Whether or not those students are better served with MOOCs rather than waiting it out is a question the California pilot program hopes to answer. But if we go by the laughable irony of what went down last weekend -- when technical glitches, design flaws and poor execution derailed a Georgia Tech sponsored MOOC managed by rival startup Coursera -- they could be in for a bumpy ride. In that instance, a course designed to enlighten on the complexities of successfully operating a virtual classroom became a first hand case study of the opposite, and "Fundamentals of Online Education: Planning and Application," a class of 40,000 students, was canceled after only one week.

A preview of "Logic and Discrete Mathematics," which Udacity canceled this summer before it started

While the old-school education world looks on with alternating indifference and concern, some teachers have been spilling red ink on the MOOC idea. This summer, after Udacity preemptively canceled a course called "Logic and Discrete Mathematics," the professor, Jonathan D. Farley of the University of Maine, described to the [Chronicle of Higher Education]( ) the challenge of designing a class for the format. He said he spent about three hours preparing for every hour he recorded in a video studio. “It’s a totally different way of teaching because you have to figure out how you can reach 100,000 people,” he said.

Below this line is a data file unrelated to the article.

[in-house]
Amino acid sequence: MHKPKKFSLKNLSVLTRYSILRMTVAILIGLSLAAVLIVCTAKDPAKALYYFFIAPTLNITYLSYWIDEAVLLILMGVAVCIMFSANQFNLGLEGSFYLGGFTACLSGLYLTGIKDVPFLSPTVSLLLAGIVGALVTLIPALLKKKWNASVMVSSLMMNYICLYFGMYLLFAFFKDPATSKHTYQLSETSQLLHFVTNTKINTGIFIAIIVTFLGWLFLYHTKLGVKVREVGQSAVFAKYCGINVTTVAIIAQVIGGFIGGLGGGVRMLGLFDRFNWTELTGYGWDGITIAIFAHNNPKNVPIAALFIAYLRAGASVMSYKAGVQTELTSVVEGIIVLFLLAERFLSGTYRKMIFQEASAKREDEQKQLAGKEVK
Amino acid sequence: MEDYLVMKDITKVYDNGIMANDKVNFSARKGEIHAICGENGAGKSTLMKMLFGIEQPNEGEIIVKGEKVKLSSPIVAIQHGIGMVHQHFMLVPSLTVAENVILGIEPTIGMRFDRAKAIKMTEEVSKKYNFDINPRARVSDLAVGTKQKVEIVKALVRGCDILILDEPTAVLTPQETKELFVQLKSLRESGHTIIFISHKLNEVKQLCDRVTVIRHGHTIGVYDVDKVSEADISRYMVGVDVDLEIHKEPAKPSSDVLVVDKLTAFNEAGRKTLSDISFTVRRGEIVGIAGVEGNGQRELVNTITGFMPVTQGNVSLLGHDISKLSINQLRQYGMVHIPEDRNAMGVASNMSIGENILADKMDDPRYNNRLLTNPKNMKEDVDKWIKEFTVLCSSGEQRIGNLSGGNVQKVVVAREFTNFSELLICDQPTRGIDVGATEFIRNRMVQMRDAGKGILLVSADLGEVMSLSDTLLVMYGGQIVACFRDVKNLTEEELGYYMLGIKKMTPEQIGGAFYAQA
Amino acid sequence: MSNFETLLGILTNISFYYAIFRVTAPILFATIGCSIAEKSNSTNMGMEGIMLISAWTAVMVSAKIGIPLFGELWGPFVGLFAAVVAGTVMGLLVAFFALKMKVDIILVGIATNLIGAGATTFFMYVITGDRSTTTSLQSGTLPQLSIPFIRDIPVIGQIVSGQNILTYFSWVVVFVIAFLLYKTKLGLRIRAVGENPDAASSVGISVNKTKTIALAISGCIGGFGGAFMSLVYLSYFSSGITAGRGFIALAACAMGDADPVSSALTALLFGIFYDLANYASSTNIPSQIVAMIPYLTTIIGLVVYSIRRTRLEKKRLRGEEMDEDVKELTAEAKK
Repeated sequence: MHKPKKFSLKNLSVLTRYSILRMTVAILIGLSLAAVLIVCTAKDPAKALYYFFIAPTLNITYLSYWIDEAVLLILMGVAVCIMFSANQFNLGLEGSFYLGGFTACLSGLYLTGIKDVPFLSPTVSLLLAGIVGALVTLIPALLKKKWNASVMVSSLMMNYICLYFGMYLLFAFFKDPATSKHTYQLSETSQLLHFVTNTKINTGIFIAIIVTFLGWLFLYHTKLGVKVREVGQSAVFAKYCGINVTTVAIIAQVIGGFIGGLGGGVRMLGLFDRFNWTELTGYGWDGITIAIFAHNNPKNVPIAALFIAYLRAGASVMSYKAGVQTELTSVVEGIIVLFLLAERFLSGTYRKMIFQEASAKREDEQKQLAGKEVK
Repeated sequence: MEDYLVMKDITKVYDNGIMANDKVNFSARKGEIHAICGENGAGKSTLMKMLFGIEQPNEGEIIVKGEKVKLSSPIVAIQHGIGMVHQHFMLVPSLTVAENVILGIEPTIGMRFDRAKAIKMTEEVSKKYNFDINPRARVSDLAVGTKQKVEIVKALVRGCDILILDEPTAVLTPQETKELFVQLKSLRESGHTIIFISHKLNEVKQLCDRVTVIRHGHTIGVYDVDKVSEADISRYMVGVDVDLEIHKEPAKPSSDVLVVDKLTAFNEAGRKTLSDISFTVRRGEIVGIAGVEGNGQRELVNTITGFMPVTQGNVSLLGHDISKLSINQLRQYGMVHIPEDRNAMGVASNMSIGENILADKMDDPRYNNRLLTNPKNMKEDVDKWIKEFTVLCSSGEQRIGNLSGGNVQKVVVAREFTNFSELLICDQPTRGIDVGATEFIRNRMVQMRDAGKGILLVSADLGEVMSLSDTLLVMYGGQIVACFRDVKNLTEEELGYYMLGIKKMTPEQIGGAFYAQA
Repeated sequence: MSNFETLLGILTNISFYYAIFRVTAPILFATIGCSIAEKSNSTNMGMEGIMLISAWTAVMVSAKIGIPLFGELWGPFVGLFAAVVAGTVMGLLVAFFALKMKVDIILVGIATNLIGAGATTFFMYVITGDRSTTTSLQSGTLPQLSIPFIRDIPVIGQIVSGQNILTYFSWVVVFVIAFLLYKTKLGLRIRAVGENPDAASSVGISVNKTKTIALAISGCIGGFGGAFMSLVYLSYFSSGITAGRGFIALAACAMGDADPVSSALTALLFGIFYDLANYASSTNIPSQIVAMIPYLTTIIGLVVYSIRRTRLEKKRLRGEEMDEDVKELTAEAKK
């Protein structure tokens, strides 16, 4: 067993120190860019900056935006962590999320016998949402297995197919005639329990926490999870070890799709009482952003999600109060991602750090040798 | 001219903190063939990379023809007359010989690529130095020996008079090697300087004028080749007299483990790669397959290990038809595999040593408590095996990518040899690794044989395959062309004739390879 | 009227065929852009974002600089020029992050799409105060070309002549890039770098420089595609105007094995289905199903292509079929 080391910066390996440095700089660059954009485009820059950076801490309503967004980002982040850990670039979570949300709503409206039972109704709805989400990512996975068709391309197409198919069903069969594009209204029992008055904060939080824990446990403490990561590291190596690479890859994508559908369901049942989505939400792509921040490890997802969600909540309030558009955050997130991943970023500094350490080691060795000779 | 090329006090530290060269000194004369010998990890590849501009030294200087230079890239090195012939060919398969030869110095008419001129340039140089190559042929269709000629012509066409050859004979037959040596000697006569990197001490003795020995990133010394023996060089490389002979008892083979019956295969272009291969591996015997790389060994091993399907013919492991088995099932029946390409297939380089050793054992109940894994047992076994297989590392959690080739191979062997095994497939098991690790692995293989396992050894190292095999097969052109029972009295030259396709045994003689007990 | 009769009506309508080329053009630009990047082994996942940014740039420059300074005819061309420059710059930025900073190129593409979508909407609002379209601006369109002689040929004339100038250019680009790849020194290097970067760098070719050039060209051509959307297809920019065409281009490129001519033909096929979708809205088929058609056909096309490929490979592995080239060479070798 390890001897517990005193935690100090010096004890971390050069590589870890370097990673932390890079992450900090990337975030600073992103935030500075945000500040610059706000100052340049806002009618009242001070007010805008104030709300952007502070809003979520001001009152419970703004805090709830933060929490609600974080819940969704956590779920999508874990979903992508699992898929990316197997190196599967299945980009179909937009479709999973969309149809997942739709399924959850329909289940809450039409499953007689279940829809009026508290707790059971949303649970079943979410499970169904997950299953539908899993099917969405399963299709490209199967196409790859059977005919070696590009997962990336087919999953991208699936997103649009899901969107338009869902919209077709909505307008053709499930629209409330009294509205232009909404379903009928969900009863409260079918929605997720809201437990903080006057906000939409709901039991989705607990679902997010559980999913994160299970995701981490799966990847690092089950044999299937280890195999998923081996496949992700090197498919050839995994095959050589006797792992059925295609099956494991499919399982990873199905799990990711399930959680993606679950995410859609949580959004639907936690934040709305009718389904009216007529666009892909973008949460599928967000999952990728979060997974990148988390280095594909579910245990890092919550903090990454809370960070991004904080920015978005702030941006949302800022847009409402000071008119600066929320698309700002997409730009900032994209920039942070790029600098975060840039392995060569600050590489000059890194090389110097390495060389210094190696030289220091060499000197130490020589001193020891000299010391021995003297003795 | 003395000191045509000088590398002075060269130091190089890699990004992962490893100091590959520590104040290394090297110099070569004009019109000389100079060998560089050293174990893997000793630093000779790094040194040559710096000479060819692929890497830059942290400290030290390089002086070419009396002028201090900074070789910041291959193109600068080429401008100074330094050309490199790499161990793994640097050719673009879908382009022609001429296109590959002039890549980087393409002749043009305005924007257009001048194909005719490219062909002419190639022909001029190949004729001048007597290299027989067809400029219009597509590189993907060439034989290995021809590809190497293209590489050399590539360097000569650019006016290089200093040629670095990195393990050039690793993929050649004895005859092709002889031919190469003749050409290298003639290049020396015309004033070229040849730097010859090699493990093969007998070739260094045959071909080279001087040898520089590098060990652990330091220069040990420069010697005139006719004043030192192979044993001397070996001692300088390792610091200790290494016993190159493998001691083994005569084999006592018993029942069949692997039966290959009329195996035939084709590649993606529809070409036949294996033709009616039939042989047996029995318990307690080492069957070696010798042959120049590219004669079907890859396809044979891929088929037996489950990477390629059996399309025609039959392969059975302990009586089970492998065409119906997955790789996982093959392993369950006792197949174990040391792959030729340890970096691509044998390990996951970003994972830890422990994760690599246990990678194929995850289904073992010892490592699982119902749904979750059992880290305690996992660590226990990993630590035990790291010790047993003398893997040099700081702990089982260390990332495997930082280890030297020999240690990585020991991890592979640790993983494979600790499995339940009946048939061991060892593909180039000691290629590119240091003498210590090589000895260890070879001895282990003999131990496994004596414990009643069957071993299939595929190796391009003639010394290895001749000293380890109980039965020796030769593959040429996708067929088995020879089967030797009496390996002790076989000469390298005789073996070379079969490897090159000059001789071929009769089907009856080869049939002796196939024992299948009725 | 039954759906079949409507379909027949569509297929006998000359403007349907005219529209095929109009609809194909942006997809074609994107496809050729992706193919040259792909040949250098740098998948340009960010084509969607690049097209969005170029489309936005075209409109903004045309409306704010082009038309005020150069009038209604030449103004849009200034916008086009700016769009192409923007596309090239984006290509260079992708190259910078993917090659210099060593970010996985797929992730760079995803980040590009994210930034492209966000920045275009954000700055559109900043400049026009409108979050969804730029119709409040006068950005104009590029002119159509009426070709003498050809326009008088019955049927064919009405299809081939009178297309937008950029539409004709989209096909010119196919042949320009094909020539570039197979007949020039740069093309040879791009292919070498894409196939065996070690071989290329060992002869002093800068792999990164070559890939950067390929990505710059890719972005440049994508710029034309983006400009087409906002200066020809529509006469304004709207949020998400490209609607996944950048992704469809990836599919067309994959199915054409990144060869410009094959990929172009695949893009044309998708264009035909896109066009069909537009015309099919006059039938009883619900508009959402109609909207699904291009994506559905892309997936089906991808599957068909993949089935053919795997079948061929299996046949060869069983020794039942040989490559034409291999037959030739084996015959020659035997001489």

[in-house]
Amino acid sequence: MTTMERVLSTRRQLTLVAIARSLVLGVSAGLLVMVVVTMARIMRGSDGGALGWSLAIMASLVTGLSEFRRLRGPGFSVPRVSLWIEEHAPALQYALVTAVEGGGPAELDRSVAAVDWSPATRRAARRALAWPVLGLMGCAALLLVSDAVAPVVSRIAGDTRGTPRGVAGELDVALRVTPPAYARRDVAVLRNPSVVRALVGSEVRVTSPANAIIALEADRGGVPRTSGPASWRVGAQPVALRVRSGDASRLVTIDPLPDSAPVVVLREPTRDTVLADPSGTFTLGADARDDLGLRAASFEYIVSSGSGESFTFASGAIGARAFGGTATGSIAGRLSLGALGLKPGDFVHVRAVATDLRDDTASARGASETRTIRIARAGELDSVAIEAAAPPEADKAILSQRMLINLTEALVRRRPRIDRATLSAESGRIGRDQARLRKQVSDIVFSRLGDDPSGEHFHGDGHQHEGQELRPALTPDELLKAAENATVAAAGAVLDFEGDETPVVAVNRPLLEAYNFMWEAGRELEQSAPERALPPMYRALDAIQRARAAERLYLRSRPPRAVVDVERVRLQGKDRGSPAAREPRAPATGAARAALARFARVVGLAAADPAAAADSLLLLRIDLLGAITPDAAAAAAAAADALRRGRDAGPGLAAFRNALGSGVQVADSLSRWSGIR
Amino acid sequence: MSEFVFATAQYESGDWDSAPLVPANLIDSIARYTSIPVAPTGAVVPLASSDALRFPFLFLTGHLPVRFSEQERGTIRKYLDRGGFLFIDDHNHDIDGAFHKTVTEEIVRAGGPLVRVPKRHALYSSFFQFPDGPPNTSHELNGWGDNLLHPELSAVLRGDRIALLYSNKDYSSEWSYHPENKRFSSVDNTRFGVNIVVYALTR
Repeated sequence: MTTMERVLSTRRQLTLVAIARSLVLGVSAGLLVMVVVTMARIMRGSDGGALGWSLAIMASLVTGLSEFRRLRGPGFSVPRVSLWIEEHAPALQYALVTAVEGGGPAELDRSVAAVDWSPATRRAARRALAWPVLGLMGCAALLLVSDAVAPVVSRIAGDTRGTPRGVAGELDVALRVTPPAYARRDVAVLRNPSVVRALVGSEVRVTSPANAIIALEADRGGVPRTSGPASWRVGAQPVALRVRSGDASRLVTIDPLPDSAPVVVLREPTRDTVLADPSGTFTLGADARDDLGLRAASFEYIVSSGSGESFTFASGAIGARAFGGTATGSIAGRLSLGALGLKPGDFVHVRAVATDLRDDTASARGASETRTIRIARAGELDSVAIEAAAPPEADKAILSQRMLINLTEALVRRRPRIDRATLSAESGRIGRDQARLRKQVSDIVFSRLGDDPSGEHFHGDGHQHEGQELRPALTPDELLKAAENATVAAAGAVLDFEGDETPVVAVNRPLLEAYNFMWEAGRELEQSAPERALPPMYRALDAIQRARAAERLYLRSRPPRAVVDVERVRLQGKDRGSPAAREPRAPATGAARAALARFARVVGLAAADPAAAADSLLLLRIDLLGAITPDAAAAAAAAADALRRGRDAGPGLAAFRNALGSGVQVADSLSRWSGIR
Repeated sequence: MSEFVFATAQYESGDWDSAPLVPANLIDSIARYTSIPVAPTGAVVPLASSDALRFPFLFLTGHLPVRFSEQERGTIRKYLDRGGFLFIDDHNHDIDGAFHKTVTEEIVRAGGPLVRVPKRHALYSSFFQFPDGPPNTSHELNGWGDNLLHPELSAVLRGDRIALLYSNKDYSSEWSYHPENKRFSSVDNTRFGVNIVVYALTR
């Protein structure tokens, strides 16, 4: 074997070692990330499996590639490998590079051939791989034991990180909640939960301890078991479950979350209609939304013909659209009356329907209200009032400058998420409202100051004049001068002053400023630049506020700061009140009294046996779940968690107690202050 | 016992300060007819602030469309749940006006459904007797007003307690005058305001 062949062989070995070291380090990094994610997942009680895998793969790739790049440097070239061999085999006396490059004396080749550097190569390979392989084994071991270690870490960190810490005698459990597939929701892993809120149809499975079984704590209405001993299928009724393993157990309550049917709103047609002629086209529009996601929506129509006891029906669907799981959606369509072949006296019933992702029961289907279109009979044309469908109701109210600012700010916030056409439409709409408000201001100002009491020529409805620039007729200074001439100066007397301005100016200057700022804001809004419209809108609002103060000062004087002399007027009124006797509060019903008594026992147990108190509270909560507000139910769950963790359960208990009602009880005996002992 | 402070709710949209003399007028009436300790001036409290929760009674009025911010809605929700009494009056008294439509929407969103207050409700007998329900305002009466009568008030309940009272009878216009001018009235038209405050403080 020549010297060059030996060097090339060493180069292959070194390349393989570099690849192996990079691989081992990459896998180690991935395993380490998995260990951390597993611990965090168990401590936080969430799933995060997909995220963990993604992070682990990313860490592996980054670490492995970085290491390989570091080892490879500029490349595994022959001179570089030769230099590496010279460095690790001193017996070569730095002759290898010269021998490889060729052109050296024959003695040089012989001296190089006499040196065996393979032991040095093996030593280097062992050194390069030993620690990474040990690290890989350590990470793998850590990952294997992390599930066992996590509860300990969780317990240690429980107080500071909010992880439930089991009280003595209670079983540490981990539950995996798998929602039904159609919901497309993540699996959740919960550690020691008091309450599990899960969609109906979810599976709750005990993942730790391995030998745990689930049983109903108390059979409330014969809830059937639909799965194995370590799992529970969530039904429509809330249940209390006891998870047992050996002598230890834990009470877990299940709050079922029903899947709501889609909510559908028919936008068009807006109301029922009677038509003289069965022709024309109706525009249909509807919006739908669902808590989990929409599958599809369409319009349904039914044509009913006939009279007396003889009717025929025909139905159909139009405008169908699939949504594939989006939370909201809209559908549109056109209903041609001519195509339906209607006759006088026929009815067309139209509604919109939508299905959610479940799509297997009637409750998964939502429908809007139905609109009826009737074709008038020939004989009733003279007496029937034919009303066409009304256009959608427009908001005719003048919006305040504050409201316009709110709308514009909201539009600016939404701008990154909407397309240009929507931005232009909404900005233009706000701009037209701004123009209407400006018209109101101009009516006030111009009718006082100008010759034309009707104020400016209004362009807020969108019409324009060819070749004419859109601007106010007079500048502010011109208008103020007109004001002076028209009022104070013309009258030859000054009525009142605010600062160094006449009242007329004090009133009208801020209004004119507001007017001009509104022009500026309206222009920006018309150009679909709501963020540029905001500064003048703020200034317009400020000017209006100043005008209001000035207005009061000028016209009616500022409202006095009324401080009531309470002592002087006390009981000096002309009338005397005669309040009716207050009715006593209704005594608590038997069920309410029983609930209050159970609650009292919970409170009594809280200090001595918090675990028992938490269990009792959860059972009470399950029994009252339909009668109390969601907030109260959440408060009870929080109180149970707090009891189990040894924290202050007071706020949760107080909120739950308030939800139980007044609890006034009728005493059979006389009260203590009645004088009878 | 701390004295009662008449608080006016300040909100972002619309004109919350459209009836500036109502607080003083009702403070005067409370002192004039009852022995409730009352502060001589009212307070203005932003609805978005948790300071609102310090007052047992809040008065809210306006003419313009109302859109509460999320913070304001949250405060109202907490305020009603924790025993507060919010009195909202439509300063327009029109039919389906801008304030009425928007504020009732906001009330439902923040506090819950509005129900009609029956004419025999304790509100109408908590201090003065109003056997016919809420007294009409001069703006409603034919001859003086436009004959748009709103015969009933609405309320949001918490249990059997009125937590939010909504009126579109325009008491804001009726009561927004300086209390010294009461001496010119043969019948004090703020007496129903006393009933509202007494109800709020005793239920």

In a recent blog post, CUNY professor Daniel Collins concluded that Udacity's MOOC statistics offering was “amazingly, shockingly awful." Thrun responded the next day and many of the more glaring defects were quickly corrected. Another professor [chimed in]( ) with a mild defense of Udacity, noting the online class was meant only to be "a short elective liberal arts course," but wondered: "Can we find ways to preserve the flexibility, enthusiasm and spontaneity that is found in an inspiring general studies course in canned MOOC?"


In learning, iteration is important. As the MOOC program scales accordingly, how these programs will be shaped will have a real influence on how people learn, at least at the lower levels of higher education. Students and teachers and schools will need to learn how to adapt--and why not? Increasing automation and diminished human contact is the reality of today: a world where dexterous autonomous robots replace endless rows of Chinese factory workers and trading floor specialists on the New York Stock Exchange readily hand over the keys to Wall Street’s version of SkyNET. That teachers in classrooms may give way to teachers on YouTube, under the auspices of the leaders of the digital economy, feels inevitable. Maybe even necessary. But hey, at least it's cheap.



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Top image: Jim Belushi in Animal House